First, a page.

Seoul determined to remain the mediator

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Seoul determined to remain the mediator

As North Korean leader Kim Jong-un and U.S. President Donald Trump make preparations for a historic first meeting between the heads of the two countries, South Korea is intent on maintaining its role as a mediator between the two.

With an inter-Korea summit less than three weeks away, President Moon Jae-in is expected to use that meeting to tell Kim of Washington’s demands in terms of denuclearization.

The 34-year-old leader is expected to tell Moon what he wants in return during the April 27 meeting in the border village of Panmunjom.

Moon could also explain to Kim what steps Trump could, or is willing to, take in return for the North’s denuclearization, such as suspending economic sanctions or scaling down joint Korea-U.S. military drills.

Moon’s Blue House is determined to hold onto its role as a mediator to get the best outcome from the Kim-Trump meeting, for which a date and venue have yet to be announced.

“There are many negative views [about our role as a mediator], saying that it will not work. But even in a marriage, there are disagreements between two families,” said a senior Blue House official, using a metaphor.

“As a mediator, we will try to adjust and iron out different positions from each side for [Pyongyang and Washington] to reach middle ground.”

In retrospect, past negotiations about North Korean denuclearization failed due to a lack of trust between the United States and North Korea, experts say.

“In the past, there was this giant gap in positions as well as a lack of trust between Washington and Pyongyang, leading to a conclusion that it is not feasible to produce agreements on the North’s denuclearization from a U.S.-North Korea bilateral meeting alone,” Lim Eul-chul, a professor of North Korea studies at the Institute for Far East Studies at Kyungnam University, told the Korea JoongAng Daily.

But with the Moon government having earned trust from both Trump and Kim, it may be able to adjust demands from either side and eventually satisfy both.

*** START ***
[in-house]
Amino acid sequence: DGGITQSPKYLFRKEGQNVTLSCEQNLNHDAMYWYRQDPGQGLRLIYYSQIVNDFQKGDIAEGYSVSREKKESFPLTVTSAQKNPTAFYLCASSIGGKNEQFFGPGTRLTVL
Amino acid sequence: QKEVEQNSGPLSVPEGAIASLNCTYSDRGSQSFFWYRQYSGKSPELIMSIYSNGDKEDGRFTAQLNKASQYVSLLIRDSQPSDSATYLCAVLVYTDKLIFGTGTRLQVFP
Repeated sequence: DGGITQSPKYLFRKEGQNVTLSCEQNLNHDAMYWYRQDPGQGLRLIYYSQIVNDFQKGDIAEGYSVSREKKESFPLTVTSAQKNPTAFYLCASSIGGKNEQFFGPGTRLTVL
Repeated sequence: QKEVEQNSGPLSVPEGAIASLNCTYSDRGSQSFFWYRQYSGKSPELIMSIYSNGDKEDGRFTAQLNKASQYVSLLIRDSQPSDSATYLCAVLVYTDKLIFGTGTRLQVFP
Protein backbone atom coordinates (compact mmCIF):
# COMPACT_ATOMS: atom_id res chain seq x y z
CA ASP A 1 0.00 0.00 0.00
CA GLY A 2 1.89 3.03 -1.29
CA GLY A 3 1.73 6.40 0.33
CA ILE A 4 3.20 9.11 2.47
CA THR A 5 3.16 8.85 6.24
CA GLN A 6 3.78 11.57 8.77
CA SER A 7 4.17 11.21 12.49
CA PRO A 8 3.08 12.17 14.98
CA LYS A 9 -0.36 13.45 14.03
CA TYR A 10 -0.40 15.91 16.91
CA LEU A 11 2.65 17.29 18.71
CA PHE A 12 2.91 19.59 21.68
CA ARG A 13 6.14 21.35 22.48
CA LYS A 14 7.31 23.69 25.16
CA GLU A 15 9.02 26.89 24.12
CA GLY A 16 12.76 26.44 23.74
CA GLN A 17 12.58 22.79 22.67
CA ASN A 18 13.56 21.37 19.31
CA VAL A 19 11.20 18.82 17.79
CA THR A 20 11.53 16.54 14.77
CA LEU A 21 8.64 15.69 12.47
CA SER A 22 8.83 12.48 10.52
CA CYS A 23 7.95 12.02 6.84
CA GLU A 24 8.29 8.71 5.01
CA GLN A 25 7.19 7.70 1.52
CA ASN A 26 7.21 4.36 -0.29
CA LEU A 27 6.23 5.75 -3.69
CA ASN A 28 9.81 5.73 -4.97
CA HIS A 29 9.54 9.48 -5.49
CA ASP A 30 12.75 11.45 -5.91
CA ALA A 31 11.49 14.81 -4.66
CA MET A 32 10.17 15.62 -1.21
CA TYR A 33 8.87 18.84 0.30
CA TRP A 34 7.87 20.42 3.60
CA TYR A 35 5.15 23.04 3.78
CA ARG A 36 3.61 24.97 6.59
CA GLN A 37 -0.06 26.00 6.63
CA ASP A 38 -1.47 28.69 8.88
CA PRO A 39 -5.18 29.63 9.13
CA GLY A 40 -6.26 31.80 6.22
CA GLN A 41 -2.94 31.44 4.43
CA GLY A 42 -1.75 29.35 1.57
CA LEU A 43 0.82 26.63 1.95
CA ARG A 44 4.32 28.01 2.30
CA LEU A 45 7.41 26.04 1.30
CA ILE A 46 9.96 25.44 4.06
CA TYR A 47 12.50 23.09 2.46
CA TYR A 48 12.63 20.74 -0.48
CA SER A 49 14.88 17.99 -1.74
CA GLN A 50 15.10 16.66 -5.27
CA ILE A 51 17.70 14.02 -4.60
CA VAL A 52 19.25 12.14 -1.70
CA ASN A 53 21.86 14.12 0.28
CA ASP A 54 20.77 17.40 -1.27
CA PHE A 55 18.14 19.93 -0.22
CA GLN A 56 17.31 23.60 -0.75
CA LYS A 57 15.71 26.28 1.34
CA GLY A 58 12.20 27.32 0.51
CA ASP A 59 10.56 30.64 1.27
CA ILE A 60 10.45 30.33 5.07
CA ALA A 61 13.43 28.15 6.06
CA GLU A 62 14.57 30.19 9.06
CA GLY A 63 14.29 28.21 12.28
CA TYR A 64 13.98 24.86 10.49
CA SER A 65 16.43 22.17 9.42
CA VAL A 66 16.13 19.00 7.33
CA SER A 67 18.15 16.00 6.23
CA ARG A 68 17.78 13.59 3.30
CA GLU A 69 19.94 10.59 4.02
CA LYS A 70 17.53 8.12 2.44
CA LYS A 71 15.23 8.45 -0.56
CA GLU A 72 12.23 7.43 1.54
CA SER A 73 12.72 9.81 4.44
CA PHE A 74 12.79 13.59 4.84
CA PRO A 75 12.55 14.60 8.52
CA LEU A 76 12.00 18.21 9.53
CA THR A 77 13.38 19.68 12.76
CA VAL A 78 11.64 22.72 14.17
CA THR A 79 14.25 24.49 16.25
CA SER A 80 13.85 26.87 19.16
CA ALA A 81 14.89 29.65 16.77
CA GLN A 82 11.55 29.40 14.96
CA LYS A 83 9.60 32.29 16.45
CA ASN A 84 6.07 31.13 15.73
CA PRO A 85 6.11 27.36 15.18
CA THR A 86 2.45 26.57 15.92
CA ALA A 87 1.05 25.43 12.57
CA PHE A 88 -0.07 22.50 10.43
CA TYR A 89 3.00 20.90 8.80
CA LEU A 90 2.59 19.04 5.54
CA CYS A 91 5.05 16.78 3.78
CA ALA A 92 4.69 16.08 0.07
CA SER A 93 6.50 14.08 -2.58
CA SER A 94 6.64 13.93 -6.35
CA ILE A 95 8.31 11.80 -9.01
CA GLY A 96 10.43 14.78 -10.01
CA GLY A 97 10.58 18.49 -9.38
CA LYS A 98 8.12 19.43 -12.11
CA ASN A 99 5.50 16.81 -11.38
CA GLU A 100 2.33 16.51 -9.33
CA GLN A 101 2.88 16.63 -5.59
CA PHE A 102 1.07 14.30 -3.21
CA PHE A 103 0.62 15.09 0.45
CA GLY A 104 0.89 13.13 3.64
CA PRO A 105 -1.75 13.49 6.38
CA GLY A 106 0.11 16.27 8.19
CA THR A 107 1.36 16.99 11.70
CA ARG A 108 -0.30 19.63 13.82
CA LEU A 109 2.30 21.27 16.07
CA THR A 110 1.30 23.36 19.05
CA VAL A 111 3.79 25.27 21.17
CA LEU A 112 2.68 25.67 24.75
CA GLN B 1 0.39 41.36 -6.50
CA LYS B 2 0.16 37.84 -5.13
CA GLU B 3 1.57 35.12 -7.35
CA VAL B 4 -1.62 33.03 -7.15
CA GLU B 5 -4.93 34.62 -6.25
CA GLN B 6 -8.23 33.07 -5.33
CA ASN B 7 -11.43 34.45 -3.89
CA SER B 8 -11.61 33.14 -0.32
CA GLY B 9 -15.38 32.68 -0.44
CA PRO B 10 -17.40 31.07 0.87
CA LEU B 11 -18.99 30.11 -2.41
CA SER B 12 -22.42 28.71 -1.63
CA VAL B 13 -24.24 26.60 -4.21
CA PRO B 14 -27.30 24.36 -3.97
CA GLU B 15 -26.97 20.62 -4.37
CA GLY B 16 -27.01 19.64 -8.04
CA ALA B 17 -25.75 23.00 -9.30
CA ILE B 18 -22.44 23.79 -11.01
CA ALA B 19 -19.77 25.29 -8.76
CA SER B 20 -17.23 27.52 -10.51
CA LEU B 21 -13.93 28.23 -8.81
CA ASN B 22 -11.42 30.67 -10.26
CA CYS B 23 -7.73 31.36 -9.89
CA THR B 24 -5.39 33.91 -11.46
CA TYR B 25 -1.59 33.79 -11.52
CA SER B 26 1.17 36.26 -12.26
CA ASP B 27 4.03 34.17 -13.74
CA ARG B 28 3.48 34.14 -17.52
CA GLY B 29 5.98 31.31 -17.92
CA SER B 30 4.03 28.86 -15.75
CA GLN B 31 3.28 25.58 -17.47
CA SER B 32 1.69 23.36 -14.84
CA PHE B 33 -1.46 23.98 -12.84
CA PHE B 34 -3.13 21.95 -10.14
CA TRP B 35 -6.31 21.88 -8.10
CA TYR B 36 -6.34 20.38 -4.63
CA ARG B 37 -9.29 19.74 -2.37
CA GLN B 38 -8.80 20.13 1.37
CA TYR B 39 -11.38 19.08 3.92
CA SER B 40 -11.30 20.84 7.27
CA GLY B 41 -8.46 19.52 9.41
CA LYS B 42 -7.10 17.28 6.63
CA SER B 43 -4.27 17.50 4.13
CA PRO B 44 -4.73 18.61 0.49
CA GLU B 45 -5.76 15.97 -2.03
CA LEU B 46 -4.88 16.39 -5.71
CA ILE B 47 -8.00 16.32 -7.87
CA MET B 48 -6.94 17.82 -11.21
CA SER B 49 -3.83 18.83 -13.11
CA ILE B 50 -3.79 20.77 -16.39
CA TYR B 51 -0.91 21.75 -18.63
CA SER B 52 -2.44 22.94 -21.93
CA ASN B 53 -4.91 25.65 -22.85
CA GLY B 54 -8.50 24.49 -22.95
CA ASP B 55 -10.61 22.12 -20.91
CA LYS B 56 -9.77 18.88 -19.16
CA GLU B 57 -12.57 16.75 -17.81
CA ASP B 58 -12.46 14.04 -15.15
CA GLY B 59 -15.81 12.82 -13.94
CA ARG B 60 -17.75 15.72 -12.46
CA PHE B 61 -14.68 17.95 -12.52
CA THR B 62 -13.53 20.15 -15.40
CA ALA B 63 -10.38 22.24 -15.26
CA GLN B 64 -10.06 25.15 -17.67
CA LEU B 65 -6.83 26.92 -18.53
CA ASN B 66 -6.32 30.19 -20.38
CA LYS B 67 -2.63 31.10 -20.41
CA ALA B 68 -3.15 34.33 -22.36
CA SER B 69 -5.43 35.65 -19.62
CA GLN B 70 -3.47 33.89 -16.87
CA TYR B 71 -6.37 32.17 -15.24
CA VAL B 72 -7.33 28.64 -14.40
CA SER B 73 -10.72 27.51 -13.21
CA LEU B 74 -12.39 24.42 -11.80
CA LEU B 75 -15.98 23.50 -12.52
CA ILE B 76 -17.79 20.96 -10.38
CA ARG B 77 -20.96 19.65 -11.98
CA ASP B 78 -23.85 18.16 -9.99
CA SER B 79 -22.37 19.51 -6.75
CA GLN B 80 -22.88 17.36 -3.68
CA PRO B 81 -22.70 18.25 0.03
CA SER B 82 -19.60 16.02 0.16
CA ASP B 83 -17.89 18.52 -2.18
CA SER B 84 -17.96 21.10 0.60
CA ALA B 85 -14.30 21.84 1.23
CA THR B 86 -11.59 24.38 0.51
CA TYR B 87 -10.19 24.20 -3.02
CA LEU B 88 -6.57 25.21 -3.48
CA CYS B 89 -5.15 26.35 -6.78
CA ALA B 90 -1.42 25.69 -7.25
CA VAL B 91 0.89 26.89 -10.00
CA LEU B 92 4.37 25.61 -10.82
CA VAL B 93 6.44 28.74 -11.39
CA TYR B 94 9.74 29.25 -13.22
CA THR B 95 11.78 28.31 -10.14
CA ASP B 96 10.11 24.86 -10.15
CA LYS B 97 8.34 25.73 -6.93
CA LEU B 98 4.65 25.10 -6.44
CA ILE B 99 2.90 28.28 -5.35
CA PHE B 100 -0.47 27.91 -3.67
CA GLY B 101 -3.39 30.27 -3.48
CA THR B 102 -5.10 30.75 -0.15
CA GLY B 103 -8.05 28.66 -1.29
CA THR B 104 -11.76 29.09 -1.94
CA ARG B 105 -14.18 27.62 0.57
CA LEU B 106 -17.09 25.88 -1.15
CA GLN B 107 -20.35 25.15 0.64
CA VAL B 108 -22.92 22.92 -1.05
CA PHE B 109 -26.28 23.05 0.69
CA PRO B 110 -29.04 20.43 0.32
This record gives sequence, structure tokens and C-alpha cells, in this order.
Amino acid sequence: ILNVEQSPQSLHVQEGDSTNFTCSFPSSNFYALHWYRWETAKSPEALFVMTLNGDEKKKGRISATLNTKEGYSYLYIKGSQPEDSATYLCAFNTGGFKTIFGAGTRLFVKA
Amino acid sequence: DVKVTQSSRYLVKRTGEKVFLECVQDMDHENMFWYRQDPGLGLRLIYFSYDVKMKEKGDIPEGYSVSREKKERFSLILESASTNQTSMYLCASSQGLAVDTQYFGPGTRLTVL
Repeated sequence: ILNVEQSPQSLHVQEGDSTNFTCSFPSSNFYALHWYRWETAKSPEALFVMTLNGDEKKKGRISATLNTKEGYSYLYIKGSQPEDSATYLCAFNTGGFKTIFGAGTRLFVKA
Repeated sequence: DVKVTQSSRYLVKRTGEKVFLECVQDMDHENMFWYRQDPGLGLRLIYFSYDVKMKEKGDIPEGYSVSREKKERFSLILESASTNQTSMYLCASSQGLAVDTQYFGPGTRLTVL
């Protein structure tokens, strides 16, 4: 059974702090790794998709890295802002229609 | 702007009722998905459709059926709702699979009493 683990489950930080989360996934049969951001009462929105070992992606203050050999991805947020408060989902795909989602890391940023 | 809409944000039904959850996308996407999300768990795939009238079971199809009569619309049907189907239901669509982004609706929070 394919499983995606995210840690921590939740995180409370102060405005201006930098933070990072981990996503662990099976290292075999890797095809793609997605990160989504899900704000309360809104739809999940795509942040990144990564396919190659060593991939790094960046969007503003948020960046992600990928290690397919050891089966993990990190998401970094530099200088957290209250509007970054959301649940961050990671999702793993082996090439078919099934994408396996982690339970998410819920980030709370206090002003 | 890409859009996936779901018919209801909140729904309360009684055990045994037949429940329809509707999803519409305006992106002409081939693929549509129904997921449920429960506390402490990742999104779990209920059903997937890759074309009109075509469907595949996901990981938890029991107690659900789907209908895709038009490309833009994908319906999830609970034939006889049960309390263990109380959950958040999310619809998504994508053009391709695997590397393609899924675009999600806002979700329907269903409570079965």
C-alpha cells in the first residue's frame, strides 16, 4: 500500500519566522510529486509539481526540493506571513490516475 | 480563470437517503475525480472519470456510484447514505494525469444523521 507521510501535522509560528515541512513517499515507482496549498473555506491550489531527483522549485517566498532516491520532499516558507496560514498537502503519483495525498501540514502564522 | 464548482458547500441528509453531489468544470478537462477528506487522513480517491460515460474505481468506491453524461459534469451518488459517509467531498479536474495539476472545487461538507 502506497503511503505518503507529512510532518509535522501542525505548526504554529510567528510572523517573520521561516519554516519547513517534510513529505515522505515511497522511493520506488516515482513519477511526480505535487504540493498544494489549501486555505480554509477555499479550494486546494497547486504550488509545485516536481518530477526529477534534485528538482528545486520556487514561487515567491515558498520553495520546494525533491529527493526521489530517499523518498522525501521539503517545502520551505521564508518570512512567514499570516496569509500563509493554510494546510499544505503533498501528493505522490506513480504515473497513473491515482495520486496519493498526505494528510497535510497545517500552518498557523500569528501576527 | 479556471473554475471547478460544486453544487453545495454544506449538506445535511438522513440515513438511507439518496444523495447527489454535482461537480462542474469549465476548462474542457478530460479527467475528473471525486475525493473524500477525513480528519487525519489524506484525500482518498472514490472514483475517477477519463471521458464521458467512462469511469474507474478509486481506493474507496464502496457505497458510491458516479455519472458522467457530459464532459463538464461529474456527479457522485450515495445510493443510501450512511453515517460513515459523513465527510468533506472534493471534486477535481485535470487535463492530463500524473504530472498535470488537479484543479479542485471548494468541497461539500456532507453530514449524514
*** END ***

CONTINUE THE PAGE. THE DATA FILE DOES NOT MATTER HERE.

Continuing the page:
“With Seoul playing the mediator or broker, there is room for adjustment towards a compromise,” Lim continued. “One crucial job for the Moon government is to put in place mechanisms so that a denuclearization agreement is irreversible and one state cannot renegade on an agreement unilaterally.”

Cheong Seong-chang, a senior fellow at the Sejong Institute specializing in North Korea affairs, said it was “like a miracle” that Seoul had the two leaders in Pyongyang and Washington agree to sit for talks. “One achievement the Korean government has made so far is that it has brought North Korea and the United States together for talks, not just of working-level officials but of top leaders, a meeting long thought to be impossible.”

The Blue House is hoping for a comprehensive nuclear deal from the two upcoming summits in which the North promises a denuclearization of the peninsula that is implemented in a series of steps. In return, Pyongyang is likely to demand Washington wind up its economic sanctions and possibly work toward ending the 1950-53 Korean War through a peace treaty.

The war ended in armistice, leaving the two Koreas technically at war. A formal end of the war would pave the way for North Korea and the United States to establish diplomatic ties.

“A package deal and phased-in settlement are two sides of the same coin,” said another senior Blue House official. “We have no choice but to declare a package deal and take gradual procedures to implement it.”

Should Seoul successfully carry out its job as a mediator, the United States and North Korea could agree on a denuclearization roadmap for complete denuclearization of the Korean Peninsula by the end of 2020 from their summit, a government source with deep knowledge of the summit preparations was quoted as saying by the JoongAng Ilbo on Monday.

Trump’s first term as president ends in January 2021.

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